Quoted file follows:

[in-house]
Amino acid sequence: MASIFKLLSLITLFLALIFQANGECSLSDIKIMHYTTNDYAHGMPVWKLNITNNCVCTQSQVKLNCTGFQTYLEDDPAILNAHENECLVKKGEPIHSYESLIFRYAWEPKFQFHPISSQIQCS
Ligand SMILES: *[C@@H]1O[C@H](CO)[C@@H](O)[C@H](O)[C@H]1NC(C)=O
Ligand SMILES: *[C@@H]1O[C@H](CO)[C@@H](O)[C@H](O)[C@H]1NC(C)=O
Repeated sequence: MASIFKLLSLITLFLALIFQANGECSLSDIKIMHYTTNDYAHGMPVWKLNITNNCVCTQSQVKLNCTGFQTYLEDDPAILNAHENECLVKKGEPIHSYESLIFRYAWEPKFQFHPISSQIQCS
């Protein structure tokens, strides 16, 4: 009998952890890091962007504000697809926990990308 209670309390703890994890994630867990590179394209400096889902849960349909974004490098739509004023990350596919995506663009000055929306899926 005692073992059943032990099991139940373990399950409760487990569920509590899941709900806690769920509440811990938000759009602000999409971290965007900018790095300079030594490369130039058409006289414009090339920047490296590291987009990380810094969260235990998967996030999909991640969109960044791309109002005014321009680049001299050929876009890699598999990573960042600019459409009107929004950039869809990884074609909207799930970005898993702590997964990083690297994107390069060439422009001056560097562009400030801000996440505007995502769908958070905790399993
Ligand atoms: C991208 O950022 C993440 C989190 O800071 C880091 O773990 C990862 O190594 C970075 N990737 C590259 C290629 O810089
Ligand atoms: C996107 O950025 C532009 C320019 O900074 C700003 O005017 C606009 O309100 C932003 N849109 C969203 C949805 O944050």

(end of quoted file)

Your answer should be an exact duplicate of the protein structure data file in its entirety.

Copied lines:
[in-house]
Amino acid sequence: MASIFKLLSLITLFLALIFQANGECSLSDIKIMHYTTNDYAHGMPVWKLNITNNCVCTQSQVKLNCTGFQTYLEDDPAILNAHENECLVKKGEPIHSYESLIFRYAWEPKFQFHPISSQIQCS
Ligand SMILES: *[C@@H]1O[C@H](CO)[C@@H](O)[C@H](O)[C@H]1NC(C)=O
Ligand SMILES: *[C@@H]1O[C@H](CO)[C@@H](O)[C@H](O)[C@H]1NC(C)=O
Repeated sequence: MASIFKLLSLITLFLALIFQANGECSLSDIKIMHYTTNDYAHGMPVWKLNITNNCVCTQSQVKLNCTGFQTYLEDDPAILNAHENECLVKKGEPIHSYESLIFRYAWEPKFQFHPISSQIQCS
């Protein structure tokens, strides 16, 4: 009998952890890091962007504000697809926990990308 209670309390703890994890994630867990590179394209400096889902849960349909974004490098739509004023990350596919995506663009000055929306899926 005692073992059943032990099991139940373990399950409760487990569920509590899941709900806690769920509440811990938000759009602000999409971290965007900018790095300079030594490369130039058409006289414009090339920047490296590291987009990380810094969260235990998967996030999909991640969109960044791309109002005014321009680049001299050929876009890699598999990573960042600019459409009107929004950039869809990884074609909207799930970005898993702590997964990083690297994107390069060439422009001056560097562009400030801000996440505007995502769908958070905790399993
Ligand atoms: C991208 O950022 C993440 C989190 O800071 C880091 O773990 C990862 O190594 C970075 N990737 C590259 C290629 O810089
Ligand atoms: C996107 O950025 C532009 C320019 O900074 C700003 O005017 C606009 O309100 C932003 N849109 C969203 C949805 O944050």